We are called to be united in prayer and in action. This is a work of hope, empowered by the Holy Spirit, and should bring us great joy that we have been chosen by God as a son or daughter, which makes us also a brother or sister. We are an Easter people because we have hope in salvation and in everlasting life to come, not in what is passing. But while we are in this life, we are called to work as one people in unity, assisting the lost, feeding and clothing the poor, working for justice in our communities, through our word and deed educating our children and those who do not know Jesus, and praying for the Holy Spirit to come down upon our world anew. If we devote ourselves with one accord, we will be gathered as one people when Christ returns, ready individually and collectively. That is the gift of Easter, the gift of the Ascension, and the gift of those first Christians who did as Jesus instructed so that we might join them on the last day.
May we work as a Christian community to be in one accord in prayer and deed! May we ask the intercession of those who went before us that we may act as One Body of Christ! May we work toward justice and peace so that we might achieve healing of that which divides us so that we may have unity! May we be courageous in living the gospel in a world which is often hostile to our values and faith! May we reach out to a neighbor who is struggling and also accept their help when we might need it! And may we embrace our discipleship, contributing to the spread of the gospel of Jesus Christ! Let us meet at the table of the Risen Lord! Alleluia! Peace!
©Michele L. Catanese
Note: Next post will be May 21.
1. This is a painting called The Ascension of Christ by Giotto. (1305) It appears in Scrovegni Chapel in Padua, Italy. I chose this because I am particularly taken by the presence of Mary in the midst of the apostles and the two "men in white." I also love that Jesus is reaching toward Heaven and is being greeted by the angels and the holy ones. I also love the usage of lapis lazuli in the background, an element that was extremely expensive when this was painted, but which was the only way to make blue paint. Thus, this is not only a great work of art, but one in which the artist wanted to depict the richness of Christ.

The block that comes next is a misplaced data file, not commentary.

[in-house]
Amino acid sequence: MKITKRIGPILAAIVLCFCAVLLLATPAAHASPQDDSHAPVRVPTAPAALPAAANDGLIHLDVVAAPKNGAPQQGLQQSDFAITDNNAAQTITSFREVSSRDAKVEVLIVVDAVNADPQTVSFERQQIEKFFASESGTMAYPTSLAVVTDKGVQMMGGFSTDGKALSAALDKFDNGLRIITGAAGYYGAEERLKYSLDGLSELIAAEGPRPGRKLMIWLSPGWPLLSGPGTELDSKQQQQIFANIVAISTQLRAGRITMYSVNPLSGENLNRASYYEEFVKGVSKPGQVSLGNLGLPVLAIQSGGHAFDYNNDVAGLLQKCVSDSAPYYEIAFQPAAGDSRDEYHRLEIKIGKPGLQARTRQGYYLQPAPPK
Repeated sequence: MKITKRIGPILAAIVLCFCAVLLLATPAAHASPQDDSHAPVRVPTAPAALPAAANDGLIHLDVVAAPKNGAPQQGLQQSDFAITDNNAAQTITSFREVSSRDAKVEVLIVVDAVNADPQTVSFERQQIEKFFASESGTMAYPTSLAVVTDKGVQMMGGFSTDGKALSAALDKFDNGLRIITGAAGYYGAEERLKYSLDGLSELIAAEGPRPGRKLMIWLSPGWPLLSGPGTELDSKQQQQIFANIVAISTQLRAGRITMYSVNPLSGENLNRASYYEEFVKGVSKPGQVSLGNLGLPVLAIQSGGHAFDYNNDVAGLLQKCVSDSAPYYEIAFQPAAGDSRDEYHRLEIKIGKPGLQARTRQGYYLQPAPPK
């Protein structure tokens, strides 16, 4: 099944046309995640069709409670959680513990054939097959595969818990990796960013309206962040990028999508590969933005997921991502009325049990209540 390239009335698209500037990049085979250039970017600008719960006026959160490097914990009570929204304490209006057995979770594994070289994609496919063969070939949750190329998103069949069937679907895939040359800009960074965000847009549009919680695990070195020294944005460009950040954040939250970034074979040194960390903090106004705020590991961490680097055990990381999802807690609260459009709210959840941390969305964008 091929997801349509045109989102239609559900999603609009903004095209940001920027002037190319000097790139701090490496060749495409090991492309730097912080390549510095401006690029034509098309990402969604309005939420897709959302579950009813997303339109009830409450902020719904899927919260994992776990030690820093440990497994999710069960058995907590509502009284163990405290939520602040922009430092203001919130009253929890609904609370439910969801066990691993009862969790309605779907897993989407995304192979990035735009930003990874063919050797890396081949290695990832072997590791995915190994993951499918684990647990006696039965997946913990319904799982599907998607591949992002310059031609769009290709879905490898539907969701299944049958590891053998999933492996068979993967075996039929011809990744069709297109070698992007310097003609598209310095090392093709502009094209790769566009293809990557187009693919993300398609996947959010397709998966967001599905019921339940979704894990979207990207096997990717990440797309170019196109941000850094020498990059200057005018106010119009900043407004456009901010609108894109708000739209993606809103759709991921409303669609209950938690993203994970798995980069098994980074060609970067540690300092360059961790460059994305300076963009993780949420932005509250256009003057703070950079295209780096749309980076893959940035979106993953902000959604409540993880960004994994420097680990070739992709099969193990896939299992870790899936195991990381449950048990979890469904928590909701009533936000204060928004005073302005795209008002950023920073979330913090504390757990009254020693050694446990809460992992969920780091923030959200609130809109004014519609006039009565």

2. This is one of my photos taken in Rocky Mountain National Park in Estes Park, Colorado. I chose this because the lone, prominent cloud spoke to me of the Ascension as if it was rising to Heaven.
3. This is #6 (Violet, Green, & Red) by Mark Rothko. (1959) I chose to use it here because it, too, spoke to me of the Ascension of Jesus. The violet is very full: that is, there is a lot going on within the violet space if one looks intently at the texture and shading. The green, which is seemingly infused with gold seems to speak of the glory of God in creation; the red of the vibrancy of the community of believers who will go forth and share what they have witnessed. These are my reflections; you may have your own insights when spending time with this painting. https://www.kingandmcgaw.com/prints/mark-rothko/no-6-violet-green-red-1951-180661#180661::media:0
4. These are two photos I took at the Gemstone Beach in far southern New Zealand, not far from Invercargill. I chose to contrast the single stone with the group of stones to symbolize the beauty of the one, but the strength of the many. As a community, the many sizes and shapes become a community where all our varied gifts work together.
5. This is also one of my photos: it is the path leading to (and in this case away from) Franz Josef Glazier in New Zealand. As I looked through my photos the people walking on the path reminded me of the apostles on the journey to spread the Good News to the ends of the earth.
6. This is a wonderful painting called Oarsmen by French artist, Gustave Caillebotte. (1848-1894) Oarsmen have to work together or they will go in circles, and these two are clearly in sync as they proceed on their seaside journey. Members of the Christian community have to work together to make progress, of course, which is the point of this entry. You can obtain a copy of this at
https://www.gustavcaillebotte.org/Oarsmen.html and if you are interested, there is a short bio of Caillebotte found at https://www.gustavcaillebotte.org/biography.html.
7. This is a new icon by Fr. William Hart McNichols called St. Martha of Bethany. Martha's gift of service is legendary, in the best Christian sense. She is best known for laboring to serve while her sister Mary sat at the feet of Christ. Sometimes she gets criticized for her good intention, and while it is true we need balance between reflective prayer and action, one does lead to the other (in both directions!) You can find this icon, and if desired, can purchase the image in one of many different mediums, at http://frbillmcnichols-sacredimages.com/featured/st-martha-of-bethany-william-hart-mcnichols.html.
Heart Speaks to Heart